The U.S. News & World Report ranked Tyler and Fox in its Best Colleges list.
In the latest U.S. News & World Report Best Colleges report, Fox School of Business and Tyler School of Art have secured high rankings.
Both Fox’s graduate and undergraduate programs have placed well in the national rankings. Fox’s full-time MBA program rose 11 places since last year, reaching No. 52.
Tyler’s fine arts graduate program came in at No. 13 nationally, rising one spot since the U.S. News & World Report last ranked arts programs in 2008. Five of Tyler’s graduate specialties have placed in the Top 20 of their categories this year.
Moshe Porat, Ph.D., dean of Fox, said these rankings bolster Temple’s national reputation.
“Multiple and consistent rankings across Temple, as we have seen most recently in Fox School, Temple Law and Tyler School of Art, continue to enhance our collective reputation as one of the nation’s great urban universities,” Porat said. “We constantly strive to make [student’s] degrees increase in value. The continued national recognition we receive shows that we are delivering on that pledge.”
Hester Stinnett, vice dean and graduate program director of Tyler, said she hopes that these ranking will benefit the entire Temple community.
“What we hope is that this ranking will increase Temple’s overall visibility – that it will shine a light on all of the great programs that Temple offers,” she said. “That is one thing that rankings can do and all of Temple will really benefit.”
Stinnett welcomes Tyler’s high placement, but notes the importance of considering other factors as well.
“While we are incredibly proud of our recognition, I believe that rankings, such as the U.S. News’ Best Colleges, are just one way of viewing a school,” she said. “I would encourage any student to come and speak with the faculty, staff and current students to see if it’s truly a match for them.”
Porat agreed and further stressed the importance of focusing on objective, student-centric criteria and cautions against relying too heavily on national rankings.
“Rankings are a means of validation, but they are just one aspect of measuring quality,” he said. “The more rankings relate to students, such as measuring input and output data like job placement and salary, the more they accurately reflect quality and performance.”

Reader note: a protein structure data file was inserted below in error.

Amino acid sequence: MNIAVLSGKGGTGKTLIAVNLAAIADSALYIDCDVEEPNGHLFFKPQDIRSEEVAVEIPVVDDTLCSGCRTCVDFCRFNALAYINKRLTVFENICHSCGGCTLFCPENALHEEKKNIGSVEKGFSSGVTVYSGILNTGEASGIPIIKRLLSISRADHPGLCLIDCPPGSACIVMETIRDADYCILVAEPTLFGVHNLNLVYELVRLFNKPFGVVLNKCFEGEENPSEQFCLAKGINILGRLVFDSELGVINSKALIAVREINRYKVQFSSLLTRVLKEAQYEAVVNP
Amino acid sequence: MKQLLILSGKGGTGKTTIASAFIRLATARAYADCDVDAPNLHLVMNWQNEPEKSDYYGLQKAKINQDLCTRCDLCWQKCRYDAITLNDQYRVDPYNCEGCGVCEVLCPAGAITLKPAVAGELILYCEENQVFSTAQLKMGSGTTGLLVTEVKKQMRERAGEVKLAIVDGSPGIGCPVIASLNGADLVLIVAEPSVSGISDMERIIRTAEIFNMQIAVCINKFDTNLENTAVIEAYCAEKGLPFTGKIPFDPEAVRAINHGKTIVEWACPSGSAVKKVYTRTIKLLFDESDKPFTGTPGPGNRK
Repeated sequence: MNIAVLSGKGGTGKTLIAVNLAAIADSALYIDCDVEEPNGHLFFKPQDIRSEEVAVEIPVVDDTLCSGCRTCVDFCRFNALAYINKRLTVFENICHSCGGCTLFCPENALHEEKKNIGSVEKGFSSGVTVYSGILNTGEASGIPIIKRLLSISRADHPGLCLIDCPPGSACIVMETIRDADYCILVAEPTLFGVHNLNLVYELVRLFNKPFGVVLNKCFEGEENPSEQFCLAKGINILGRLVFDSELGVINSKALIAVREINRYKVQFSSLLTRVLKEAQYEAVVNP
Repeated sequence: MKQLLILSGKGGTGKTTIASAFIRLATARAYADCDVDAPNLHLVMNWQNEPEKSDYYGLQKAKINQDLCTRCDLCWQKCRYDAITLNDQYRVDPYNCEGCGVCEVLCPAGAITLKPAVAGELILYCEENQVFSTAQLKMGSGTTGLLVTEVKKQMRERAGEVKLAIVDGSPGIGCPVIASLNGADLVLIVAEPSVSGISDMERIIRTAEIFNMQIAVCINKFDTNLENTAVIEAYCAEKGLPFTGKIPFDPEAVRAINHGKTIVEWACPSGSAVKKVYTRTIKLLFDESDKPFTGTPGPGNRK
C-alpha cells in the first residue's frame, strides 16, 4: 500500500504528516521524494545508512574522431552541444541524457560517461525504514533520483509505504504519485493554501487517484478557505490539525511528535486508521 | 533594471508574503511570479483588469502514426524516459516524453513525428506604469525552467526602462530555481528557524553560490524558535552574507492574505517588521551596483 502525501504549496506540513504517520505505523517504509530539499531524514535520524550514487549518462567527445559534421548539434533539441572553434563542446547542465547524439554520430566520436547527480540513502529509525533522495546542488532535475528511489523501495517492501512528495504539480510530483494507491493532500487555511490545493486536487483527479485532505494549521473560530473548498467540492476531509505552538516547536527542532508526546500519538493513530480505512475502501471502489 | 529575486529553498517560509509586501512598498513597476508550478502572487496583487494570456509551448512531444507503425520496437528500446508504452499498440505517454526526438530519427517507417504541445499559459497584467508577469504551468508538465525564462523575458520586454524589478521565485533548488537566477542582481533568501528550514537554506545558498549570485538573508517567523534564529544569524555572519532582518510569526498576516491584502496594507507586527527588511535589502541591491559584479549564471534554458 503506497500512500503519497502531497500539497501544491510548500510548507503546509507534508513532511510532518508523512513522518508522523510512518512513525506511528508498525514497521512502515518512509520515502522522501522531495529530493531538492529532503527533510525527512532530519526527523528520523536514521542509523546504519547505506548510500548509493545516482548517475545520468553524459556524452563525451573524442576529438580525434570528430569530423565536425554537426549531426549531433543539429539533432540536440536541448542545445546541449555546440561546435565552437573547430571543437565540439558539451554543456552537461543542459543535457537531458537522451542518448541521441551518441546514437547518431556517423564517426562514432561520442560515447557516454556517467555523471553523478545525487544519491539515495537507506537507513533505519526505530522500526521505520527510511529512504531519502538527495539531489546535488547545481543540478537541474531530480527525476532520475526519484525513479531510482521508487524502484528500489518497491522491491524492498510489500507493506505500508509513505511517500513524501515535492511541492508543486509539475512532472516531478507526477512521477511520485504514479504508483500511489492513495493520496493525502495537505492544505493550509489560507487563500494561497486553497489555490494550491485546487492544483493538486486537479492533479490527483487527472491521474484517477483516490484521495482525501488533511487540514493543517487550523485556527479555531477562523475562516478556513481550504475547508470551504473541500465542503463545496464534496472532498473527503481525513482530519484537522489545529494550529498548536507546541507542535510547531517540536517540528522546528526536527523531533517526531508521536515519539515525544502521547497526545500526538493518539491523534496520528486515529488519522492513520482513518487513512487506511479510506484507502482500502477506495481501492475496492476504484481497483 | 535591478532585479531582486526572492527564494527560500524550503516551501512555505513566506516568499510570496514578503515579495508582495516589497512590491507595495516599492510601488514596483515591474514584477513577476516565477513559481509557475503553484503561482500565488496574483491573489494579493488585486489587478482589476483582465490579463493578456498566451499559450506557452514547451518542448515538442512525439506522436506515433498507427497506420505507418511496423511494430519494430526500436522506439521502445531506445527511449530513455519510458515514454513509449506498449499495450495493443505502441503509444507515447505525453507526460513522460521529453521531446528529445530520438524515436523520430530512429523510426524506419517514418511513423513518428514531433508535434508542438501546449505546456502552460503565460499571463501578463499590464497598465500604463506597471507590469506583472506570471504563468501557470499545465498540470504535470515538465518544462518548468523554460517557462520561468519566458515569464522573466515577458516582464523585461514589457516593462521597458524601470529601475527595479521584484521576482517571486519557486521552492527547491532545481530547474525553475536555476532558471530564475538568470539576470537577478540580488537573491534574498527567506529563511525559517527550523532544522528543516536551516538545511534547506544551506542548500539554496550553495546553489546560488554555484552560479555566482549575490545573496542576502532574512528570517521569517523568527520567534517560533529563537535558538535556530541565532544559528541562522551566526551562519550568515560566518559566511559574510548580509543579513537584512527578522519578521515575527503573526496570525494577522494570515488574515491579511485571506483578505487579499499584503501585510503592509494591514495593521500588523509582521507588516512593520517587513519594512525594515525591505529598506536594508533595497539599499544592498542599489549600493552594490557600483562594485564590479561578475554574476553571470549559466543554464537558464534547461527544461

Job placement after graduation is of great concern to many students and Porat points to this as a major contributor to Fox’s success.
“In 2010, 91 percent of graduating seniors who utilized the services of our Center for Student Professional Development landed full-time jobs,” Porat said. “Our 2011 placement rate for full-time and international MBA students was just as impressive: 95.3 percent within three months of graduation.”
Stinnett attributed Tyler’s success to its renowned faculty members.
“All of our faculty have played a major role in helping our students, as well as achieving in their fields. Their expertise and level of accomplishment in their fields are very important to our placement in the rankings,” she said. “Tyler has a history of being ranked high nationally and our faculty are a big part of that.”
Porat said this consistency of placement for Temple’s programs in the U.S. News & World Report, year after year, is telling.
“Being continuously ranked well has a correlation with improved performance,” he said. “If rankings measure objective criteria, they can further validate your efforts.”
Porat echoes this sentiment, telling of how Fox is aiming for the stars.
“Bigger and better things can be expected,” he said. “We strive to be a top public-urban business school in the country and among one of the leading business schools in the world.”
John Dailey can be reached at email@example.com.